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Protesters Plan To Fight TSA Body Scanners

By Carol Cavazos, CBS 11 News
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A TSA agent waits for passengers to pass through a magnetometer at Los Angeles International Airport on November 22, 2010 in Los Angeles, California. (credit: David McNew/Getty Images)

A TSA agent waits for passengers to pass through a magnetometer at Los Angeles International Airport on November 22, 2010 in Los Angeles, California. (credit: David McNew/Getty Images)

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FORT WORTH (CBSDFW.COM/AP) - They’re mad as heck and they’re not going to take it anymore. Protesters are planning to hit airports across the country on Wednesday – including DFW International Airport – and it could mean long lines at security checkpoints. Some passengers might even miss their flights.

One North Texas couple is among those trying to convince travelers to help put the brakes on body scans. Justin Oliver and Katy Hamilton are prepared for a big day at the airport. “We’re going to have the National Opt-Out Day,” explained Oliver.

“Protect your privacy. Opt out,” said Hamilton, reading one of her protest signs aloud.

“We’d like them to opt out of the body scanners,” Oliver said.

The body scanners take about 30 seconds per passenger, compared to two or three minutes for the new, enchanced pat-downs. Travelers have a choice between the two methods. The purpose behind National Opt-Out Day is to have passengers select the pat-down. Take that two or three minute process, multiply it by hundreds of travelers on the busiest travel day of the year – the Wednesday before Thanksgiving – and there could be massive delays.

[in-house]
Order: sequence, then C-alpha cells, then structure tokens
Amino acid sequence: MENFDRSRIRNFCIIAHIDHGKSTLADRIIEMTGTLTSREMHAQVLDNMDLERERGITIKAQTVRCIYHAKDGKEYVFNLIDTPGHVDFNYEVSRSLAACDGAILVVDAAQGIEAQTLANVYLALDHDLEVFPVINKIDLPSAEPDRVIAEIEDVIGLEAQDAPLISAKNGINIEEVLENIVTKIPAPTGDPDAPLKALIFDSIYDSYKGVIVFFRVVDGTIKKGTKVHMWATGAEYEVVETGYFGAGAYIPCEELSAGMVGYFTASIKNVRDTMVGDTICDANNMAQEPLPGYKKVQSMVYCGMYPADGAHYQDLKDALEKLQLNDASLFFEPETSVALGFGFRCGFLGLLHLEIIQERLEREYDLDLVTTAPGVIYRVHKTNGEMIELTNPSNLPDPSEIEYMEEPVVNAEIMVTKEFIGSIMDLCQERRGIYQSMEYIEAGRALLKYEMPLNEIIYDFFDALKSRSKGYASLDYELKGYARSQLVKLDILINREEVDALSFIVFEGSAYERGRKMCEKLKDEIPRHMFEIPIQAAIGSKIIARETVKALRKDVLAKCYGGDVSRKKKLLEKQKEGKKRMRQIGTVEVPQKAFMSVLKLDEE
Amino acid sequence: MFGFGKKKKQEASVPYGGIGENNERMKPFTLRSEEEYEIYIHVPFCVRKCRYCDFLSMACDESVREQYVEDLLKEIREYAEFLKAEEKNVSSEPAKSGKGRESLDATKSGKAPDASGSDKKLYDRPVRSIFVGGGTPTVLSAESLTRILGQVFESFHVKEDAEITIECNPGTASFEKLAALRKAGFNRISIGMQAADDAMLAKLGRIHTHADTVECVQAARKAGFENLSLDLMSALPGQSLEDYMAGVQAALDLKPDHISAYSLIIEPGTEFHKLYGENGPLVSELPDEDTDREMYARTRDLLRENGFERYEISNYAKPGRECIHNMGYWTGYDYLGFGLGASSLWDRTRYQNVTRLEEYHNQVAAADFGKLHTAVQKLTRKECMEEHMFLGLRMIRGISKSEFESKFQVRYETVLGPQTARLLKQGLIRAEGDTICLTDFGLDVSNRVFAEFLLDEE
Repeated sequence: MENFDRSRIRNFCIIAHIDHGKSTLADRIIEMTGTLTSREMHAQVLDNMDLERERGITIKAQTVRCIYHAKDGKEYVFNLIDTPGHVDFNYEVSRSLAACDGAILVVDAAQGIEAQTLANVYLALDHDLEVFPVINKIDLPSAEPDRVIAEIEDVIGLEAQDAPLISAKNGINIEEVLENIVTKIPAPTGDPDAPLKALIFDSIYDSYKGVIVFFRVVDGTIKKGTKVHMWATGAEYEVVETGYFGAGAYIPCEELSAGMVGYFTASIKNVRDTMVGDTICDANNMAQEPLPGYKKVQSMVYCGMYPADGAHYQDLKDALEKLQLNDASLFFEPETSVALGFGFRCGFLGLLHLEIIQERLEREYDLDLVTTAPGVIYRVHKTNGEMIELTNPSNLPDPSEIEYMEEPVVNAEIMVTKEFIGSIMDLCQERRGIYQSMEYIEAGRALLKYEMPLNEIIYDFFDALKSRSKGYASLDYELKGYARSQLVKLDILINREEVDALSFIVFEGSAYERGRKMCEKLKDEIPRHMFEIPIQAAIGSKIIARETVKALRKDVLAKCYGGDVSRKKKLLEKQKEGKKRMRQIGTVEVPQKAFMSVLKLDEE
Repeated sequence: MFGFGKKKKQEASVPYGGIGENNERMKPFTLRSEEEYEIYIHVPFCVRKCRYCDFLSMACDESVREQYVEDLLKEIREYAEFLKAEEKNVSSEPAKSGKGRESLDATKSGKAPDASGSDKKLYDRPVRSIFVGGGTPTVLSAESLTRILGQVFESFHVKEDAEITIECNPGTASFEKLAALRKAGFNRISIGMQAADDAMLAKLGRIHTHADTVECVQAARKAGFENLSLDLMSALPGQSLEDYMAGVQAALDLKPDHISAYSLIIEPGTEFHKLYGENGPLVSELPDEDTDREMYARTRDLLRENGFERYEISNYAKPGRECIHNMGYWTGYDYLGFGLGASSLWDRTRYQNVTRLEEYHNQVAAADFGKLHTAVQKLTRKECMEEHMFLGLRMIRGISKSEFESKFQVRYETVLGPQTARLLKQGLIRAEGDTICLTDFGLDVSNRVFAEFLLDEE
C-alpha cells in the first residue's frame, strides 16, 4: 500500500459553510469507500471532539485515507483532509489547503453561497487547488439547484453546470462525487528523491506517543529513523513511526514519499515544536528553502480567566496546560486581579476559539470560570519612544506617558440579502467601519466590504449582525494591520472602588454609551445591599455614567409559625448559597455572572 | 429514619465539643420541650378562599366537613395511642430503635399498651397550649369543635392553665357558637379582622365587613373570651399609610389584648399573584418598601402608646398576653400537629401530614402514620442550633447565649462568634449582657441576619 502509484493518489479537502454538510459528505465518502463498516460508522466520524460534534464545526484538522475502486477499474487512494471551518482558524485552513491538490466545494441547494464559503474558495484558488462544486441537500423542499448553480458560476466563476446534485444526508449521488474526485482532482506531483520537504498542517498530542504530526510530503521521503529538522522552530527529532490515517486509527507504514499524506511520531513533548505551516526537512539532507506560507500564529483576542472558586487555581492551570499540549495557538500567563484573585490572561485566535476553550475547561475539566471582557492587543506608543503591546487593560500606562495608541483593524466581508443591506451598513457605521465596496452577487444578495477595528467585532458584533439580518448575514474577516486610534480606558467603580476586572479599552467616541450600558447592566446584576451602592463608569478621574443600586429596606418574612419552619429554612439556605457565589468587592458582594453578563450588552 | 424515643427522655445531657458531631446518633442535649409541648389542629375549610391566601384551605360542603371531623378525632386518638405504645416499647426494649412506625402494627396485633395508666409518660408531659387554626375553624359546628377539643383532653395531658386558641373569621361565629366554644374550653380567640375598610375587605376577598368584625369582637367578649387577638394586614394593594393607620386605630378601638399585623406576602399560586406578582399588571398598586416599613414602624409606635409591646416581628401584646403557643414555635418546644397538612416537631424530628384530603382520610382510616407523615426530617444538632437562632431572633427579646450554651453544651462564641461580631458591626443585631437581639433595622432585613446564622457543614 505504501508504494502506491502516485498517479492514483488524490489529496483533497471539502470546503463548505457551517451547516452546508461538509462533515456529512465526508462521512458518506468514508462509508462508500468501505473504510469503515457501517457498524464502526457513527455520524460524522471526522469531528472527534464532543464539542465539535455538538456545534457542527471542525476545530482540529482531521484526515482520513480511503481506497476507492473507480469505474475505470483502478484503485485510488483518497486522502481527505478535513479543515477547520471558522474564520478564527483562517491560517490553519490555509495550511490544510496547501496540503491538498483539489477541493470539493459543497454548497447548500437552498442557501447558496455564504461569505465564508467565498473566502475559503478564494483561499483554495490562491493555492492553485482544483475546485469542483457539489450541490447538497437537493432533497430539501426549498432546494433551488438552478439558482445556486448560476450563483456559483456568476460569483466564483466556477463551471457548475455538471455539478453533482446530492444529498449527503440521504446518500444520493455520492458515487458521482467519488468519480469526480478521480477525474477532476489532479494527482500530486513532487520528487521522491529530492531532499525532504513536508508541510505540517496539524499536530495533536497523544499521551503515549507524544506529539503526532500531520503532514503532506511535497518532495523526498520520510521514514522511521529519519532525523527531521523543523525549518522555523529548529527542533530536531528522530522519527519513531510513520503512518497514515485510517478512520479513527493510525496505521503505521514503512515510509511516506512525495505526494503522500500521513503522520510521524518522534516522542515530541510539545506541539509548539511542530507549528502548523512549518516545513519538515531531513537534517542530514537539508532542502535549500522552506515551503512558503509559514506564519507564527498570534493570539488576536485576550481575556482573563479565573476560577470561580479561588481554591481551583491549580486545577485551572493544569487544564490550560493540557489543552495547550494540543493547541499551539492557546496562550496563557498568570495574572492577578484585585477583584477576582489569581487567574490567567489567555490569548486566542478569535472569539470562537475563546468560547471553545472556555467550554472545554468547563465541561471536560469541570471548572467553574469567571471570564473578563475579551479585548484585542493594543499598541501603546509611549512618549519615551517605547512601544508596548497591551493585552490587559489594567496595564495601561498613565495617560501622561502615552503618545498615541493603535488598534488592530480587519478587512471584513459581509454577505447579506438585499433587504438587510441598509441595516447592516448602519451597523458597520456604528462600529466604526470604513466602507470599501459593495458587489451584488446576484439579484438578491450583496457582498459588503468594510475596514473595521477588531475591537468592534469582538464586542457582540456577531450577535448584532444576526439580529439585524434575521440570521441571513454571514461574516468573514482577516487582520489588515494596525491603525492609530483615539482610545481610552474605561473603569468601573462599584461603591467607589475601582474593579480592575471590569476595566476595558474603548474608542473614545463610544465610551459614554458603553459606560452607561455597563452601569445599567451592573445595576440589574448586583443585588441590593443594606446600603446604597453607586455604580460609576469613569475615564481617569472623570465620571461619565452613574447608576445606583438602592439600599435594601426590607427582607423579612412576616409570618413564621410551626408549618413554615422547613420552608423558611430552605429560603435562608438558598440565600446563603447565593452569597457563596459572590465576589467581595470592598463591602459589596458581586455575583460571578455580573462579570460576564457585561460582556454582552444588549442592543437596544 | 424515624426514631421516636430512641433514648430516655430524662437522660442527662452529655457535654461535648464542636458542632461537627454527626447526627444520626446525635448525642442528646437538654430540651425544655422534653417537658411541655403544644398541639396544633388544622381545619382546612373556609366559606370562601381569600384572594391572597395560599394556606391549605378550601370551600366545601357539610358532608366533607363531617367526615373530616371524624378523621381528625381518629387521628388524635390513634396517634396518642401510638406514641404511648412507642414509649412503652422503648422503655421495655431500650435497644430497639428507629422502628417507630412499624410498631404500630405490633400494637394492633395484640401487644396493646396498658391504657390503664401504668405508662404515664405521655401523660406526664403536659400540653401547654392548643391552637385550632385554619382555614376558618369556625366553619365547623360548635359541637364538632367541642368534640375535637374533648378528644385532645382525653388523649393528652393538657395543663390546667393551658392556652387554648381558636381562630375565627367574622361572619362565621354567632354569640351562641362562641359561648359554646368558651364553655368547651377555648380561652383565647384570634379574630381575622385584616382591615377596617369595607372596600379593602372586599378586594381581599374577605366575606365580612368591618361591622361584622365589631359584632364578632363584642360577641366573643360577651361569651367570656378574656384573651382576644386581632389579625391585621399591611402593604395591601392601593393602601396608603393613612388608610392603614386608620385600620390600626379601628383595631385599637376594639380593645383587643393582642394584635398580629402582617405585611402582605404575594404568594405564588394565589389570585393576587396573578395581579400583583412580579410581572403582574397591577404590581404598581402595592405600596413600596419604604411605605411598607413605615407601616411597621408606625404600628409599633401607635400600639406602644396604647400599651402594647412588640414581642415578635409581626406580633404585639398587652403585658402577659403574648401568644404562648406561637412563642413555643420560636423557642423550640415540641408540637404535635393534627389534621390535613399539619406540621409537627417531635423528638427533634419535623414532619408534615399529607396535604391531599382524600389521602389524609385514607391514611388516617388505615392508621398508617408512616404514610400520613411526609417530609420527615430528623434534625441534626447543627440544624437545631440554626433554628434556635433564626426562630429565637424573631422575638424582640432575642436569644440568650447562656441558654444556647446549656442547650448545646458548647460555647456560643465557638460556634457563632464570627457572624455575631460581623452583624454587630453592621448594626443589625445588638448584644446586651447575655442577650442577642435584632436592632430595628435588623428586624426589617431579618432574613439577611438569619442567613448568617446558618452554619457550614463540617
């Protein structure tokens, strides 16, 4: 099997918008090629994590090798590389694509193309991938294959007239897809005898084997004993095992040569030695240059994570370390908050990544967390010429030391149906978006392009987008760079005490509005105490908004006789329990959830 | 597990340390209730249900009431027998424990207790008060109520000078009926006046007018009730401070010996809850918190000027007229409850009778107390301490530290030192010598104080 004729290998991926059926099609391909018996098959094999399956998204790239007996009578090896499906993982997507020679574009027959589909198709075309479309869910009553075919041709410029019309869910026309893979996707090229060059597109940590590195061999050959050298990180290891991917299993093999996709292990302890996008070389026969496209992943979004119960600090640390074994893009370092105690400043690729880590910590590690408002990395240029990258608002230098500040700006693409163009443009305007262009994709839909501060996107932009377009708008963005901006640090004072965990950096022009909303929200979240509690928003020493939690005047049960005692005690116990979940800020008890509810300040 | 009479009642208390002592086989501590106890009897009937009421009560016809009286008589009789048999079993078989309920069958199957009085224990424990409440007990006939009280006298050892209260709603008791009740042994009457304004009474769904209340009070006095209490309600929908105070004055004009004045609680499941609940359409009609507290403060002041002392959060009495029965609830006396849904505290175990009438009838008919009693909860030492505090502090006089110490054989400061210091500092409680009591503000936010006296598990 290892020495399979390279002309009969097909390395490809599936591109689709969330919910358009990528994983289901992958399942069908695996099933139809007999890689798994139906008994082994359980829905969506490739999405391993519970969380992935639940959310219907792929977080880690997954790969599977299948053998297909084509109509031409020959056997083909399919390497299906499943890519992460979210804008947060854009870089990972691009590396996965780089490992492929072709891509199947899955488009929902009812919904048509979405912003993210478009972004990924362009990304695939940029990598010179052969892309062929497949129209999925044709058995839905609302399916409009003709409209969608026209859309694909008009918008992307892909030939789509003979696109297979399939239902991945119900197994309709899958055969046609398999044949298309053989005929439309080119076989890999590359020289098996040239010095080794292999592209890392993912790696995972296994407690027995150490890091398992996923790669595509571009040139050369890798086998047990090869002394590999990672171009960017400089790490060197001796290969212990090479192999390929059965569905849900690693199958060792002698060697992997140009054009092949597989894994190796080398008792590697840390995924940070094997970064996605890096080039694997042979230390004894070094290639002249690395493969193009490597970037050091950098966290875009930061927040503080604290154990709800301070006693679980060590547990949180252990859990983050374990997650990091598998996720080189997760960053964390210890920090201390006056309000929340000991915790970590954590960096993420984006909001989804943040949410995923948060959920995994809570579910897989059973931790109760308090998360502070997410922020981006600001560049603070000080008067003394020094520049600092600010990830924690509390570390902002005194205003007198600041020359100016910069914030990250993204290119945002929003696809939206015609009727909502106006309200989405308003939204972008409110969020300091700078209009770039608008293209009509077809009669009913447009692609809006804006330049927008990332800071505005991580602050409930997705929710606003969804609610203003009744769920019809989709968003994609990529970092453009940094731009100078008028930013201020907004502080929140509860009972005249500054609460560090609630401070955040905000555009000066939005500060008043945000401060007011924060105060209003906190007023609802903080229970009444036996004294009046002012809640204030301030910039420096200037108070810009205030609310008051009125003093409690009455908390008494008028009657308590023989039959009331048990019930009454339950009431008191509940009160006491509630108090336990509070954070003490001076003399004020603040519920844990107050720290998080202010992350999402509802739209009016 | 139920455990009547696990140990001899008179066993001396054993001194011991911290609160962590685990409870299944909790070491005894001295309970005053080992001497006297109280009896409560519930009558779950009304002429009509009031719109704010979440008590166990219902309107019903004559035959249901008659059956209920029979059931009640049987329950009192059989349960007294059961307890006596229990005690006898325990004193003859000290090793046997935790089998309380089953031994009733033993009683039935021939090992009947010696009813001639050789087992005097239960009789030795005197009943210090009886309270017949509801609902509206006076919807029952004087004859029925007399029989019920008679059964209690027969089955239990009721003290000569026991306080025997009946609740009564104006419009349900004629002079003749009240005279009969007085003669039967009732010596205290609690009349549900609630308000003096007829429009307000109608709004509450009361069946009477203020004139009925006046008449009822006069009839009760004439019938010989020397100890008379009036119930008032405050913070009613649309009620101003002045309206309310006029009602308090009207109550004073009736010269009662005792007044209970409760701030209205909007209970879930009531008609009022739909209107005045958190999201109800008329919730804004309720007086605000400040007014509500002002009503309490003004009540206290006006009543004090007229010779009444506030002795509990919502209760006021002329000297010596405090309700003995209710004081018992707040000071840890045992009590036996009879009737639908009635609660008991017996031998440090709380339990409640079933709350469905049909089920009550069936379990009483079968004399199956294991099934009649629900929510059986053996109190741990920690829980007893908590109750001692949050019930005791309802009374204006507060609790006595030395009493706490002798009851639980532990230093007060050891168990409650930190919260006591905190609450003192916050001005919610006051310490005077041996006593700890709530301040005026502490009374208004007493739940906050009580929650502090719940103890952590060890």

Hundreds of activists are expected to be at 27 airports across the country, according to an internet-based group called We Won’t Fly. “If 99 percent of people normally agree to go through scanners, we hope that falls to 95 percent,” said 39-year-old organizer George Donnelly. “That would make it a success.”

More than 40 million people have plans to travel over the Thanksgiving holiday, according to AAA, with just over 1.6 million of them planning to fly. That is a 3.5 percent increase from last year.

Interest in Wednesday’s protests exploded after a California man named John Tyner resisted a body scan and groin check at a San Diego airport by saying, “If you touch my junk, I’ll have you arrested.” Cell phone video of the incident went viral and Tyner’s words became famous, spawning shirts, bumper stickers and underwear emblazoned with the words: “Don’t touch my junk!” A Google search of the phrase on Tuesday registered 4.2 million hits.

Those taking part in the nationwide protest plan to use flyers, shirts and even a Scottish kilt to highlight the controversial security scans. Transportation Security Administration chief John Pistole told ABC’s “Good Morning America” that his agency is “fully staffed” to deal with problems, but travelers should expect some delays. “I just feel bad for the traveling public that’s just trying to get home for the holidays,” Pistole said.